For all the posturing that a hotel is just a place to crash after a full day of fun, it can, in fact, color one’s whole vacation experience. So stop being so cost-conscious and travel with us as we settle in for a night at each locale and, because you can’t spend all your time holed up in a lodge (can you?), check out the sights and activities for those who forgo the valley and choose south Yosemite.
Steely-eyed with bow drawn back, the barest quiver of muscle in his flexed arm, Dylan Ciapka let the arrow fly. Not quite a bull’s eye, but close enough for effusive praise from his dad, Mark.
“Nicely done,” Mark said to Dylan and, turning to a visitor, added, “You don’t want to be a cottontail around him.”
Sitting under shaded seats in the archery range, one of the many on-site activities at this resort that once was a Marriott but now bears Delaware North’s indelible high-end stamp, the Ciapka family, from Monroe Township, N.J., was so impressed with Tenaya’s manicured, tree-studded grounds that they planned to just chill at the resort all day. There’d be plenty of time, Mark and wife Shari said, to “do” Yosemite the next day.
“That’s because of me,” Mark said. “After a four-hour drive from San Francisco, I just want to relax for a while.”
The family, with two active young sons, wanted some place with scads of activities and several pools but also linen-napkin restaurants and rooms that rival resorts you’d expect to find in Maui, not on the cusp of Yosemite.
“I don’t want to say we’re pleasantly surprised because we didn’t have any negative expectations, but it actually exceeded expectations,” Shari said. “This really isn’t rustic. It’s um … what’s the word I’m looking for?”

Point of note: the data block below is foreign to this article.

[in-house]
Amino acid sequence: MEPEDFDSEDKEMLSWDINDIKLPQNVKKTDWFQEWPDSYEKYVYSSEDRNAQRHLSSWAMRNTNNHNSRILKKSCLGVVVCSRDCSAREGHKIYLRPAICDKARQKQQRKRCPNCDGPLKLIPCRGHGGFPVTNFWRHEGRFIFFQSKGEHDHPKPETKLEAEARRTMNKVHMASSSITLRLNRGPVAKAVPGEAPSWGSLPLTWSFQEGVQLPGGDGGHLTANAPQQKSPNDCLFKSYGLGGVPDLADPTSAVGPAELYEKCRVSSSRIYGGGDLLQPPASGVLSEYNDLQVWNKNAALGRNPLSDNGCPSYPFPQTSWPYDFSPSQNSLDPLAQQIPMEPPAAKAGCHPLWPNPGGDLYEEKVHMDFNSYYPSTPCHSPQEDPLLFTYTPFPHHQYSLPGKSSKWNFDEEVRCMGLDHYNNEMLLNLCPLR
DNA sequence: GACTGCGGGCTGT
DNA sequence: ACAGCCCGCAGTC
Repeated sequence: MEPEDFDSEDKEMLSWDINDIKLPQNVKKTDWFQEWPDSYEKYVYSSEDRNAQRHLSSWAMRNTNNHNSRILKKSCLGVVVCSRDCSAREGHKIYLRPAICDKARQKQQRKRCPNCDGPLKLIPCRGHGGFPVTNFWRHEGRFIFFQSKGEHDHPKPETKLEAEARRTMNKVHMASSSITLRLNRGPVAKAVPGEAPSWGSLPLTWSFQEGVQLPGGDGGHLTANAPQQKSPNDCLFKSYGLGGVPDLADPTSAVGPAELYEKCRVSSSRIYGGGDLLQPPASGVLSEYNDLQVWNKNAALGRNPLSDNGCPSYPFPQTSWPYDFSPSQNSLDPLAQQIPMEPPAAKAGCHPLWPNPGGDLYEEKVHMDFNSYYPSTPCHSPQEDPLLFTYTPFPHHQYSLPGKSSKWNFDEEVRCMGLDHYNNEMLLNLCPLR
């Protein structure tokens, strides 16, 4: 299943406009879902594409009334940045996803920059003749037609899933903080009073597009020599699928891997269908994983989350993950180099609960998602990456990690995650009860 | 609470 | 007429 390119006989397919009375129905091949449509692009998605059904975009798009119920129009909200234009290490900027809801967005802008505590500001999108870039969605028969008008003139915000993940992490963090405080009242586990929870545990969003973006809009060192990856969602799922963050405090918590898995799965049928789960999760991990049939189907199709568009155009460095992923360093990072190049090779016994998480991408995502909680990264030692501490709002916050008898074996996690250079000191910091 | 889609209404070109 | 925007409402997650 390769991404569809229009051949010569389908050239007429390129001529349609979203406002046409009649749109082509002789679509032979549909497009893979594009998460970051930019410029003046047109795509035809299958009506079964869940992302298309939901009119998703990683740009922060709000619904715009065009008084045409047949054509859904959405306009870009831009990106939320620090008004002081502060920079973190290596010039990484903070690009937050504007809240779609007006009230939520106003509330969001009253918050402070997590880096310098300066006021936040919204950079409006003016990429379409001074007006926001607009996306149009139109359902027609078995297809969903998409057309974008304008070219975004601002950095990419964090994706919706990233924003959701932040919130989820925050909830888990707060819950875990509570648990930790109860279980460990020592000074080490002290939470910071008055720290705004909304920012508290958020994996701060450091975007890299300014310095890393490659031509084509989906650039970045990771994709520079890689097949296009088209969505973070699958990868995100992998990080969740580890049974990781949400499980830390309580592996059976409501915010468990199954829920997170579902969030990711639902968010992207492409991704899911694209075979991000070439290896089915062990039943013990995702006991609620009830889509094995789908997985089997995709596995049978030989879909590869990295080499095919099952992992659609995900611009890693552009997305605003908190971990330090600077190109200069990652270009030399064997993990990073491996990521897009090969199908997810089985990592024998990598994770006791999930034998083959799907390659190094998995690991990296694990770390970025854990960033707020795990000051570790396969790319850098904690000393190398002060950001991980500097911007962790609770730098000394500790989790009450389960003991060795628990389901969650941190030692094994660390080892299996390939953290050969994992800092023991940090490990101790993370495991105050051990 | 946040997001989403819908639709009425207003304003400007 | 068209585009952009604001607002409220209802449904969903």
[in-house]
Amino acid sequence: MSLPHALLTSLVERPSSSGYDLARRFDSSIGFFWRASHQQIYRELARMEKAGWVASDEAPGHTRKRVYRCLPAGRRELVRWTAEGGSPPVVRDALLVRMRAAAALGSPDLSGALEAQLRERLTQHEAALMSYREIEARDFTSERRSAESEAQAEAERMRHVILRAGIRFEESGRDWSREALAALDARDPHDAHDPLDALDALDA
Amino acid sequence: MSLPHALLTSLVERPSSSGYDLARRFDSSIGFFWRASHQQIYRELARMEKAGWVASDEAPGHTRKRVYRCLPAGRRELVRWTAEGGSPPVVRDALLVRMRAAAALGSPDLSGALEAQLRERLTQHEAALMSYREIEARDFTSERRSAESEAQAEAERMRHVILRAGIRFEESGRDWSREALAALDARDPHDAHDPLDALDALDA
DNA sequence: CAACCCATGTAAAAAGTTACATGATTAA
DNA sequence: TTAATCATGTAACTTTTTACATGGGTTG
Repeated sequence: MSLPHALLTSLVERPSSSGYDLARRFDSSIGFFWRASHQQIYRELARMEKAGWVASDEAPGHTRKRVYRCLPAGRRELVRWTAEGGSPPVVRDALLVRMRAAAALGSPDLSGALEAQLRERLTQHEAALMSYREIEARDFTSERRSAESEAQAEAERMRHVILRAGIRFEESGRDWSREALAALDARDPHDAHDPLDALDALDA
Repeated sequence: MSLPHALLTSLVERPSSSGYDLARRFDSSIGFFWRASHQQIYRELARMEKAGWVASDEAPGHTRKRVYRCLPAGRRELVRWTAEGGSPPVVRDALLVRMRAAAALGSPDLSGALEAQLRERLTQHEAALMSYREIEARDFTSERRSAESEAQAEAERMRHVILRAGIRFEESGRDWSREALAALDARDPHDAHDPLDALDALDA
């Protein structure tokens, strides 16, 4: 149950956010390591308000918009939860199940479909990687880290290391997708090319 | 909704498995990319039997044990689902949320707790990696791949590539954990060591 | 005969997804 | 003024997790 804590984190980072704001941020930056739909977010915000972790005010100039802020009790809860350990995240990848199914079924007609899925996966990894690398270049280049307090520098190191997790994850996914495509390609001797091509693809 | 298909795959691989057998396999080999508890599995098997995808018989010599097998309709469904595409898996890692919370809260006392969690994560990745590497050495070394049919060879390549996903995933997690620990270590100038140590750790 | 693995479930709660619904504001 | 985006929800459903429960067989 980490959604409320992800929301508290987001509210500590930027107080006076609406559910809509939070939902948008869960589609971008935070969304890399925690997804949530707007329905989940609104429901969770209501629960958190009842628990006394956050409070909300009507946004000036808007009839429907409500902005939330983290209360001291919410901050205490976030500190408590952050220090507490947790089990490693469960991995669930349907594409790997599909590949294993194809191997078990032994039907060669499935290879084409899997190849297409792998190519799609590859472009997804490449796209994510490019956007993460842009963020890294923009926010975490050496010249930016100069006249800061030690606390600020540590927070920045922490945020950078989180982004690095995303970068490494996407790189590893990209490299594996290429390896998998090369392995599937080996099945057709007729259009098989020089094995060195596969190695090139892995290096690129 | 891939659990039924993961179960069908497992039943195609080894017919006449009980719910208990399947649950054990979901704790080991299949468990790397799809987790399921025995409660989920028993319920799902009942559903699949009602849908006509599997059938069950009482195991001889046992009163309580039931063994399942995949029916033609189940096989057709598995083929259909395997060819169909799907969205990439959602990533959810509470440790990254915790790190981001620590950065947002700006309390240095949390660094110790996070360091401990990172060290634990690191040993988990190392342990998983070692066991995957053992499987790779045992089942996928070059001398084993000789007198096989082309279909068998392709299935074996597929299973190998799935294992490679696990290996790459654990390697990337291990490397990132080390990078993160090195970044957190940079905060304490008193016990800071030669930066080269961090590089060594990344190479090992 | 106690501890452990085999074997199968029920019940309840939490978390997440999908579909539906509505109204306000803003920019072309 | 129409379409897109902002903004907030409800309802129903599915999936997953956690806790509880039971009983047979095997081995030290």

“Refined,” Mark added. “It’s a refined wilderness experience. Disney Hotels, I consider the pinnacle of customer service. When we pulled up to a Disney hotel a few years ago, they greeted us by name. This sort of reminded us of that experience. We didn’t have to go looking for someone to help us. They came to us. It means a lot, especially after a four-hour drive.”
Indeed, the atmosphere at the lodge would make John Muir do a double-take. It is luxury, defined. Blue polo-shirted workers, many with earpieces and walkie-talkies, are omnipresent.
They scurry to help guests unload. They hover at beck and call at the main outdoor pools (yes, plural), which are lined with cushioned, midcentury modern chaise lounges and recliners, thick white towels rolled up and arranged in a pyramid next to the outdoor wet bar. They snap you in for the 60-foot climbing wall and hand you a towel and cup of water with a lemon slice at the 2,900-square-foot fitness center. They point you in the right direction toward the mountain bike trails and hang near the pinball machines in the game room.
They also scrupulously guard guests’ privacy. When a reporter had the temerity to chat up guests, such as the Ciapka clan, he was upbraided by a member of Tenaya’s ministry of propaganda. “Tenaya has a very strict policy of privacy,” scolded Jonathan Farrington, regional director of sales and marketing at Delaware North. Little matter, apparently, that the guests were eager to speak, because, “We have celebrities stay here and (media) can’t be bothering them.”
Oh, the anxiety of affluence! (Note: No celebrities were harmed in quote-gathering.)
All of this attention – yes, call it pampering – comes at a price. Not just the $400 rooms and even pricier cottages, but that mandatory $15 “resort fee” for use of the pool and fitness center and the “free” in-room Wi-Fi.